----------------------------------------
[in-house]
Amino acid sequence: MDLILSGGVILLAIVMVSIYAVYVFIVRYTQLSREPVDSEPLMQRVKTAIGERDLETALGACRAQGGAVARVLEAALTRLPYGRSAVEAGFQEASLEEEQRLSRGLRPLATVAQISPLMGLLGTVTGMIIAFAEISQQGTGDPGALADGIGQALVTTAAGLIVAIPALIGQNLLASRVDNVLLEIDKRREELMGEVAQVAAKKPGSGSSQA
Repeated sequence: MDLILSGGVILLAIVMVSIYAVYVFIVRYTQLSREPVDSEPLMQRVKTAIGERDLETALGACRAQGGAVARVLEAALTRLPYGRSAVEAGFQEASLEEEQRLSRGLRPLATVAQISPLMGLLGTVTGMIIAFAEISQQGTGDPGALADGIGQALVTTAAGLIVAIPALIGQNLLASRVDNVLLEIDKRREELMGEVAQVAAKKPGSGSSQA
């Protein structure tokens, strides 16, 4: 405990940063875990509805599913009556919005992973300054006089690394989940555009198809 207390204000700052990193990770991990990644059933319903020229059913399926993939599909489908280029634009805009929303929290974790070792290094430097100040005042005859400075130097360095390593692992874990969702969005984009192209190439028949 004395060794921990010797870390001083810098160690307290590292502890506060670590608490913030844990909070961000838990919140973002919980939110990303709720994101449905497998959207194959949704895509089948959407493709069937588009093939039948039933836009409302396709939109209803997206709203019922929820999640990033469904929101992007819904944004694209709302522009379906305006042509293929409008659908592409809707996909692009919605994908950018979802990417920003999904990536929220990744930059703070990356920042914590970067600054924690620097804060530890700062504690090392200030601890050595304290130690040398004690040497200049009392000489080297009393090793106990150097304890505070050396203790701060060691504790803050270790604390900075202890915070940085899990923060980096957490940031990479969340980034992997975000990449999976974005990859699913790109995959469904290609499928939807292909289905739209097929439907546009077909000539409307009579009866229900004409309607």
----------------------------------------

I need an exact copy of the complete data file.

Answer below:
[in-house]
Amino acid sequence: MDLILSGGVILLAIVMVSIYAVYVFIVRYTQLSREPVDSEPLMQRVKTAIGERDLETALGACRAQGGAVARVLEAALTRLPYGRSAVEAGFQEASLEEEQRLSRGLRPLATVAQISPLMGLLGTVTGMIIAFAEISQQGTGDPGALADGIGQALVTTAAGLIVAIPALIGQNLLASRVDNVLLEIDKRREELMGEVAQVAAKKPGSGSSQA
Repeated sequence: MDLILSGGVILLAIVMVSIYAVYVFIVRYTQLSREPVDSEPLMQRVKTAIGERDLETALGACRAQGGAVARVLEAALTRLPYGRSAVEAGFQEASLEEEQRLSRGLRPLATVAQISPLMGLLGTVTGMIIAFAEISQQGTGDPGALADGIGQALVTTAAGLIVAIPALIGQNLLASRVDNVLLEIDKRREELMGEVAQVAAKKPGSGSSQA
């Protein structure tokens, strides 16, 4: 405990940063875990509805599913009556919005992973300054006089690394989940555009198809 207390204000700052990193990770991990990644059933319903020229059913399926993939599909489908280029634009805009929303929290974790070792290094430097100040005042005859400075130097360095390593692992874990969702969005984009192209190439028949 004395060794921990010797870390001083810098160690307290590292502890506060670590608490913030844990909070961000838990919140973002919980939110990303709720994101449905497998959207194959949704895509089948959407493709069937588009093939039948039933836009409302396709939109209803997206709203019922929820999640990033469904929101992007819904944004694209709302522009379906305006042509293929409008659908592409809707996909692009919605994908950018979802990417920003999904990536929220990744930059703070990356920042914590970067600054924690620097804060530890700062504690090392200030601890050595304290130690040398004690040497200049009392000489080297009393090793106990150097304890505070050396203790701060060691504790803050270790604390900075202890915070940085899990923060980096957490940031990479969340980034992997975000990449999976974005990859699913790109995959469904290609499928939807292909289905739209097929439907546009077909000539409307009579009866229900004409309607």